Hours Today: 07/20/17
8 am - 8 pm | see all hours

Ask a Librarian

Take Shelter


Take Shelter(2011) may be one of the most terrifying films since John Carpenter’s The Thing was released in 1982. Although when categorizing this film, one would actually fit it in as the crowning jewel of the psychological thriller genre, this film is still so effective in making the audience feel the same fear and anxiety that the character experiences which I believe makes this film rank alongside The Exorcist or Rosemary’s Baby in its stature to disturb.

The story is like an episode of the Twilight Zone spliced with Komodo Dragon DNA to give it fangs that sink into you and never let go. It’s about a man, who feels a threatening atmosphere in the world around him, whose sense of helplessness and inadequacy lead him to not know what’s real anymore. Curtis (Michael Shannon in a performance that hits you like a sledgehammer) is your typical American workingman with a home, wife, child and all the bills and anxiety that come with modern living. He begins experiencing terrifying dreamscapes every night, nightmares of destruction from a massive storm building in the distance. The vividness of his continued dreams are so strong it makes him question whether they are in fact just dreams or dark prophecies of a terrifying future. He begins to build a storm shelter in preparation that there might be a real danger behind his sleeping horrors and wants to be ready for when they surface to the real world. The building sequence of events truly shows the erratic fear, panic and alienation that comes from an emotional breakdown, all of which is wrapped up with a mind-shattering ending.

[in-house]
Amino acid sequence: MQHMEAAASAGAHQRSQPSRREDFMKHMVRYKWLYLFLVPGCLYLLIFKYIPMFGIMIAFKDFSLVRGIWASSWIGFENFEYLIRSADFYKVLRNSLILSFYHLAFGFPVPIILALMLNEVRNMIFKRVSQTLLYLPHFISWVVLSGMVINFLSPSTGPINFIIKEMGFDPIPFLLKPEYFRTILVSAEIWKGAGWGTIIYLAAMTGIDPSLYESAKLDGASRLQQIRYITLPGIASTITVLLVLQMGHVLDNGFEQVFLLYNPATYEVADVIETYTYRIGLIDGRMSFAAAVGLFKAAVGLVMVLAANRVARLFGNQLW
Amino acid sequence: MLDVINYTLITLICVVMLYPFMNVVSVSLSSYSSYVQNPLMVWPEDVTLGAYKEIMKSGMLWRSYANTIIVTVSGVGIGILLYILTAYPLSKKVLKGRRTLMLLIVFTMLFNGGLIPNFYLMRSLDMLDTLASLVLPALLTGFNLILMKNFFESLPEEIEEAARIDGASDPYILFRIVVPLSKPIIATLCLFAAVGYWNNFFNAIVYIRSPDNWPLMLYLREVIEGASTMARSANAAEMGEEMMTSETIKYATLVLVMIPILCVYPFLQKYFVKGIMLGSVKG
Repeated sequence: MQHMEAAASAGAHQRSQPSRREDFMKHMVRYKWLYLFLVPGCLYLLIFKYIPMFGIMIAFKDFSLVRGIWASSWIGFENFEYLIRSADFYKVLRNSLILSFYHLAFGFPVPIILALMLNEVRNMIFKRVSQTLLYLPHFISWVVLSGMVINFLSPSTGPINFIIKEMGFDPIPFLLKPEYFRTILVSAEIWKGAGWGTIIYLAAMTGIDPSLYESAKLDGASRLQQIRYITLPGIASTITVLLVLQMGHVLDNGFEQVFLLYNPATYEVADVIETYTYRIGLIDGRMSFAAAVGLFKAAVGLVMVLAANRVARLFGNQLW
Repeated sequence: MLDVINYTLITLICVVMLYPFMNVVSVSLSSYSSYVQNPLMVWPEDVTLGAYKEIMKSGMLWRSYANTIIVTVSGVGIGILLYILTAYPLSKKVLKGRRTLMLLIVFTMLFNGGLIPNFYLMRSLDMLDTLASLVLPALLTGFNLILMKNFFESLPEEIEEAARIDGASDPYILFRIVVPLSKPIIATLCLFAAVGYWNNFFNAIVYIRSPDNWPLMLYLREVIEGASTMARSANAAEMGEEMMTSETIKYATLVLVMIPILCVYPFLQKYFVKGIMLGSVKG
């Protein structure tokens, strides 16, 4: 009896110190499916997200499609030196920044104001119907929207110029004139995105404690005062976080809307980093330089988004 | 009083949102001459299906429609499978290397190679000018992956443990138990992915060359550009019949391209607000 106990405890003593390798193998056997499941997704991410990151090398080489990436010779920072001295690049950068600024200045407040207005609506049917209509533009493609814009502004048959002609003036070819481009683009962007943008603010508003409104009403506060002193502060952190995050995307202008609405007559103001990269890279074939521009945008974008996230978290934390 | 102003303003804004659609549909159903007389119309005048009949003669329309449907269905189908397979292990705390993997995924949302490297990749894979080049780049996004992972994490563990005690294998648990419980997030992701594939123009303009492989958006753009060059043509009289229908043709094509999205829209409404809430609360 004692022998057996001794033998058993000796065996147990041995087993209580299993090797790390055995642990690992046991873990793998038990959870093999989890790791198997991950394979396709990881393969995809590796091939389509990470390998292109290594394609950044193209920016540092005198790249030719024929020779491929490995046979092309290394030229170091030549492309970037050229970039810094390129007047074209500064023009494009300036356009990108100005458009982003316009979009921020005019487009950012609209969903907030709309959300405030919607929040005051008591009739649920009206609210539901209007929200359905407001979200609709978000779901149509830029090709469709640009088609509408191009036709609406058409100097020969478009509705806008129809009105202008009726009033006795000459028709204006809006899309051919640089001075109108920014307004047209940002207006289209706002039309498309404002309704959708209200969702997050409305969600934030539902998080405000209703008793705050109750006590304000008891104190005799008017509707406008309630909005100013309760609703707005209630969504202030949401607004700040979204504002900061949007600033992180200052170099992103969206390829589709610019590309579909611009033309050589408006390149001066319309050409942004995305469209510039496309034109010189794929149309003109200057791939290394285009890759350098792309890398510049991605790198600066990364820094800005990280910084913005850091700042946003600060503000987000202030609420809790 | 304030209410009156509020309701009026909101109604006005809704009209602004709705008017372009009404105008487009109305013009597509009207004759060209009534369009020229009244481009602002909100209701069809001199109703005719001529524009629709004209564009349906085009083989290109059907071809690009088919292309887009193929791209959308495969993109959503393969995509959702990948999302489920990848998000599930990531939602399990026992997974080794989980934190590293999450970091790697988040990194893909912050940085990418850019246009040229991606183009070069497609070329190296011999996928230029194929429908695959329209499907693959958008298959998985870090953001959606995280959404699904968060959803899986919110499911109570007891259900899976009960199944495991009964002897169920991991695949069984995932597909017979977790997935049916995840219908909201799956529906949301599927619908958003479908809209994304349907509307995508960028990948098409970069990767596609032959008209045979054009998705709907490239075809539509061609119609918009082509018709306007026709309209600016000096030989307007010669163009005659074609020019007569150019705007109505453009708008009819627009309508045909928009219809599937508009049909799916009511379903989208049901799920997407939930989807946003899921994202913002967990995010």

The film has an unsettling and threatening music composition that makes your skin shiver as it patters down high pitched tones like the beginning of rain fall. The cinematography is clear, stunning and brilliant with colors that pop and ingenious lighting schemes. The acting is incredible and compliments the visuals well, one never over-shadowing the other. Jessica Chastain plays Curtis’ wife, giving a performance in a few scenes that should have won her an Oscar. If you enjoy this film,  check out The Machinist or Shutter Island.



Bookmark and Share

Comments are closed.